Skip to main content

Traders see next U.S. CPI reading close to 7% as volatile markets try to shake off omicron and Federal Reserve’s hawkish pivot

By Vivien Lou Chen

Financial markets, still on a rollercoaster ride given the unknown impact of the coronavirus omicron variant and the Federal Reserve’s hawkish turn, may be in for a fresh surprise when the next U.S. consumer price index report is published Friday.

Traders of derivatives-like instruments known as “fixings” are betting that the headline, year-over-year CPI reading for November will rise by 6.9%, which would be the highest inflation level in almost four decades. That’s a bit above the 6.7% median estimate of economists polled by the Wall Street Journal.

Much is riding on getting the path of short-term inflation just right. Higher inflation for longer would suggest the Federal Reserve needs to hike interest rates sooner — and by possibly more — than expected, though the path of rates will also depend on how severely the omicron variant impacts the economy.

Fixings traders, many of them from hedge funds and investment banks, have proven to be closer to the mark than economists on actual CPI readings. They are putting money on the line, updating forecasts by the second instead of once or twice a month, and relying on in-depth analysis that includes taking into account volatile items like airfares and gas, which others typically exclude. In a few cases, hedge funds that trade fixings on the U.K.’s CPI counterpart, known as the Retail Price Index, have dispatched teams to scour the prices of everything from airfares to three-button polo shirts, according to one fund manager.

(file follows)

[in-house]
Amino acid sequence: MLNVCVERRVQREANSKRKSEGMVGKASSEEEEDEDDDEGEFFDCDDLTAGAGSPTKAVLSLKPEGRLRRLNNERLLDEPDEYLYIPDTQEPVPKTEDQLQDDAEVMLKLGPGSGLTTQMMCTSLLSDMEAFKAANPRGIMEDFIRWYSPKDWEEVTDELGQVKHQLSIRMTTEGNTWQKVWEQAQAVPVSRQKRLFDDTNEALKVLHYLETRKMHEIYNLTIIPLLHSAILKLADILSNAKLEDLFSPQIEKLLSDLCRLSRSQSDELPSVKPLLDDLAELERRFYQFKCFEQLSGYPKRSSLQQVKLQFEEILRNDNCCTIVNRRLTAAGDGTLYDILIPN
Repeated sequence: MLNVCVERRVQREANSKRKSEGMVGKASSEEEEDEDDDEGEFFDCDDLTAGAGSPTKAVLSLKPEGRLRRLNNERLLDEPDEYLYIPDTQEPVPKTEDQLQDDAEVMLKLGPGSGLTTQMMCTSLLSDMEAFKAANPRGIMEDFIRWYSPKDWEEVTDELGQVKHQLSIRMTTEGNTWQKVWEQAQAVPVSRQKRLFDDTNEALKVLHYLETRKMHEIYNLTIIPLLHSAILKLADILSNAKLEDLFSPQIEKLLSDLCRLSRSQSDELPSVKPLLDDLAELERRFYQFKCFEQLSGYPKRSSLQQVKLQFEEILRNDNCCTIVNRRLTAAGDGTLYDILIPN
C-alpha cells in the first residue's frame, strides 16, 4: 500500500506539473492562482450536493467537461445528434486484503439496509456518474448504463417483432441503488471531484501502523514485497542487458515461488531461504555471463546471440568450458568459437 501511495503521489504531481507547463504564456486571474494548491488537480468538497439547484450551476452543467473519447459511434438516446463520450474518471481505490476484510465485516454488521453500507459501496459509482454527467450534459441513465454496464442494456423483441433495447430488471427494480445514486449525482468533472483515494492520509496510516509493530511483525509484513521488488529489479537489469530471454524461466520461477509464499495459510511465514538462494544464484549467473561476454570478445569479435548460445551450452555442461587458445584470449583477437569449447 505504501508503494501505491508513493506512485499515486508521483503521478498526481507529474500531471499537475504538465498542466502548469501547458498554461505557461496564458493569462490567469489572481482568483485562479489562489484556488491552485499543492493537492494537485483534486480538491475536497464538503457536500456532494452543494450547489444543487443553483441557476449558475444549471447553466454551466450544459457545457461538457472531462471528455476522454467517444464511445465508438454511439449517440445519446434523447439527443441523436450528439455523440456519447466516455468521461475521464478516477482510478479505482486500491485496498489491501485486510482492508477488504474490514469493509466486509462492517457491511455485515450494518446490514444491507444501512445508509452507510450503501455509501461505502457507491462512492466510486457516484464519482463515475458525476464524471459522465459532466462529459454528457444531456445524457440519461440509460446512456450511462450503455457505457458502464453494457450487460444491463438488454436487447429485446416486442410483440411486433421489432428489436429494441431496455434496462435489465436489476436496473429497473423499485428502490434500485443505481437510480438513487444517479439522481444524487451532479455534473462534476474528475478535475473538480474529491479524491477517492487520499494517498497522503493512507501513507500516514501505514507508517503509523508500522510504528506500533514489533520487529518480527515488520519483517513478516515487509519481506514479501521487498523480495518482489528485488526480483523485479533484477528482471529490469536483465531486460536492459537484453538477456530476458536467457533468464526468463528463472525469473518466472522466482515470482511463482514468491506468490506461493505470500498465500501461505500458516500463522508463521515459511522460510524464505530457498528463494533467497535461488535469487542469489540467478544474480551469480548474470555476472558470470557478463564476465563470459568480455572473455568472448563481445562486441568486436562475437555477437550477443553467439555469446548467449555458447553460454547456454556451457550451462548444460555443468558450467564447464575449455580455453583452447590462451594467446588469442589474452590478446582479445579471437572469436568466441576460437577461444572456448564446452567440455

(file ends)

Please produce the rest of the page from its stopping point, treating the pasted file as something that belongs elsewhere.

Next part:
“Fixings have been more spot-on than economists have been, in general, this year,” said Omair Sharif, president of the Los Angeles-based research firm Inflation Insights. “That’s because fixings are not just about pure expectations for inflation. They also have premiums built in to account for inflation being higher than what you would expect, and obviously inflation came in stronger.”

“There’s definitely a lot of money riding on it, that’s for sure, with people trying to get an edge and figure out what the data is going to look like,” Sharif said via phone. “But having raw data is not enough. You need someone who knows how to turn raw data into something that matches the methodology of the index.”

Headline U.S. inflation readings have now come in at or above 5%, or more than twice the Fed’s 2% target, for six straight months and another elevated number will only substantiate the Fed’s view that inflation can no longer be seen as transitory. The jury is still out, though, on whether the omicron variant will lead to more lockdowns and an economic slowdown, or keep supply chains disrupted and fan further price rises.

While both traders and economists have underestimated the strength of price pressures this year, fixings, which are related to the roughly $1.6 trillion market for Treasury Inflation-Protected Securities, have been more on point.

Earlier this year, for example, fixings traded at levels that implied the headline annual CPI rate would come in at 3.7%, 4.9% and 5.1%, respectively, for April, May and June. Actual readings turned out to be 4.2%, 5% and 5.4% — putting fixings closer than economists’ median estimates of 3.6%, 4.7%, and 5%.

By the Nov. 10 release of the last CPI reading, though, economists had moved in line with traders — with a median forecast for a headline annual rate of 5.9% in October. The actual reading was 6.2%, the highest in nearly 31 years.